St. Gotthard Pass

Better known to motorists than it is to cyclists, the St. Gotthard Pass nowadays is either a whimsical detour or where car-bound passengers end up after a wrong turning before the 16.9-kilometre tunnel of the same name. One of three engineering marvels facilitating access over or through the Gotthard massif.

What truly distinguishes the Gotthard from any other legendary mountain pass, is the old cobbled road or Tremolastrasse through the Val Tremola or Trembling Valley from Airolo. An extraordinary noodle of 38 tightly bunched hairpins, this is the only route permitted for cyclists on the southern side and the winding can be compared to climbs like that of the Stelvio from Trafoi.

With its history, importance and being one of the most unusual stretches of mountain road anywhere in the Alps the Gotthard Pass is a truly iconic cycling climb.

The Climb in Detail

“With a tunnel of the same name now fully operational, the St. Gotthard Pass is a joy to pedal over, devoid of most cars and one of the most unusual stretches of mountain road anywhere in the Alps - Mountian High"


The Ascents

The St. Gotthard Pass can be climbed from the towns of Andermatt and Hospental in the northern Swiss canton of Uri and from Airolo to the south in the canton of Ticino. Both routes have a similar average gradient but the route from Airolo is slightly longer. From the southern side you will also find a harsher maximum gradient at 11.4% and this is also the way to ride the distinguished and unusual cobbles of Tremola you must ascend from Airolo.  


The history

The pass's history is both captivating and illustrious, more so than that of almost any other climb in the Alps. From the Gotthard being used by pack mules in the late 760s to 1230, when the Holy Roman Empire upgraded what was by then a vital access route to its territories. In 1832, the Gotthard became the carriage road now referred to as the ancienne route or ‘old road’ over the pass. The Gotthard’s strategic position between the Germanic and Latin halves of Europe placed it at the centre of wars and epic journeys. In 1403, the Gotthard was at the centre of a bitter and bloody power struggle between Milan and the canton of Uri.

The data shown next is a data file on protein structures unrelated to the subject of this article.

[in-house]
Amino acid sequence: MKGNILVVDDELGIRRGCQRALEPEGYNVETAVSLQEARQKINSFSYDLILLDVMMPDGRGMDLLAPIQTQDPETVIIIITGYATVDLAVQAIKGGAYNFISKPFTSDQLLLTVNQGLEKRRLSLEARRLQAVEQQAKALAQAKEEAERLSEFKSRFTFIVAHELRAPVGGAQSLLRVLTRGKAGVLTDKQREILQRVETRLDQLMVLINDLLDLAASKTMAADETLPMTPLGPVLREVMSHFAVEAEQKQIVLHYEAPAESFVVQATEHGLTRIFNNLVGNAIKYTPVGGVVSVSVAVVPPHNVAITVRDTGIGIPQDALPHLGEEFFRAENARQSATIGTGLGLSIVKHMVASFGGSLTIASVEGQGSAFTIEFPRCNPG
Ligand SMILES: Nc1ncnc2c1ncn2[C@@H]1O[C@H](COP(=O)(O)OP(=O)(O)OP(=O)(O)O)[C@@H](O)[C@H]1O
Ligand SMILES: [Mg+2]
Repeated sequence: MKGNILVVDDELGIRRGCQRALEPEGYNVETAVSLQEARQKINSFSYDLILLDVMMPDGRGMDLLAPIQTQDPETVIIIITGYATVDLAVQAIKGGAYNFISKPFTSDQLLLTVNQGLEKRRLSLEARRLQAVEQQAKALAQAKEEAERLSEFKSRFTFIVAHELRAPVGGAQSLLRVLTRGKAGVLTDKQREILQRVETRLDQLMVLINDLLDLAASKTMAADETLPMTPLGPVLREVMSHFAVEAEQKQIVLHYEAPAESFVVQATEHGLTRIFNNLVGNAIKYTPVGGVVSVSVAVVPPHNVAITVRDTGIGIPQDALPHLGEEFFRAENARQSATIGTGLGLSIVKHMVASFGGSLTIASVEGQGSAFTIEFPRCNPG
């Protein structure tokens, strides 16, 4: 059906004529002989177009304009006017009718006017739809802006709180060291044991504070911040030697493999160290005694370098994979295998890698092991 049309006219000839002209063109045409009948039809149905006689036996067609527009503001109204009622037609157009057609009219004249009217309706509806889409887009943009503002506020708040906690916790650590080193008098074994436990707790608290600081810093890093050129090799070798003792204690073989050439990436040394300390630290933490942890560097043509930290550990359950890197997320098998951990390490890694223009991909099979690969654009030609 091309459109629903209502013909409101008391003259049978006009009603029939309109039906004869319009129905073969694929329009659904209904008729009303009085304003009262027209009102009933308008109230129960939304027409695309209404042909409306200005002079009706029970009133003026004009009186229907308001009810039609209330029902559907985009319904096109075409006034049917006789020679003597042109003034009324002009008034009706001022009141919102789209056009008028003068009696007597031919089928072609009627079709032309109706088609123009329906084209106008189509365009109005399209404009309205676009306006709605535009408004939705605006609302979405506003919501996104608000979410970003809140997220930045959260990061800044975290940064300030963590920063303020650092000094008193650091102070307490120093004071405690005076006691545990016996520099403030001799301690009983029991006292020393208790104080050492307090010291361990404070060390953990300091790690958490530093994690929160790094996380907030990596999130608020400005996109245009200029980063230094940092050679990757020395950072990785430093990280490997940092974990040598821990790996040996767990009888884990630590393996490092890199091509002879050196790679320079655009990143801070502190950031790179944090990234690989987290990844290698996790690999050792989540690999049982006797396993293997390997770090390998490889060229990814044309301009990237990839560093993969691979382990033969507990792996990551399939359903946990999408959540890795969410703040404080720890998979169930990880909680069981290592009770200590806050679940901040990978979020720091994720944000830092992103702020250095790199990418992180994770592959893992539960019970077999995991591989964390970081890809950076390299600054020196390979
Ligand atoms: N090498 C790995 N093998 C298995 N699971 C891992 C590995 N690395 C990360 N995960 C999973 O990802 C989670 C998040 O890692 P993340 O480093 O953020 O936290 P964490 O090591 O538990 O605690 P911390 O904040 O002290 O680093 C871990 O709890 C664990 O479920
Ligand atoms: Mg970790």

Its place in cycling history

Although the Tour of Switzerland has climbed the Gotthard more than any other mountain, and often from Hospental, it has not been used in the larger grand tours unlike some of Switzerland's other main mountains. It has though been the scene of some of cycling’s fiercest battles by its best riders. 

"Le Tremola - 38 sexy haipins, and they are cobbled. Not your Roubaix cobbles, but your well kept Swiss cobbles" - Cycling Alps

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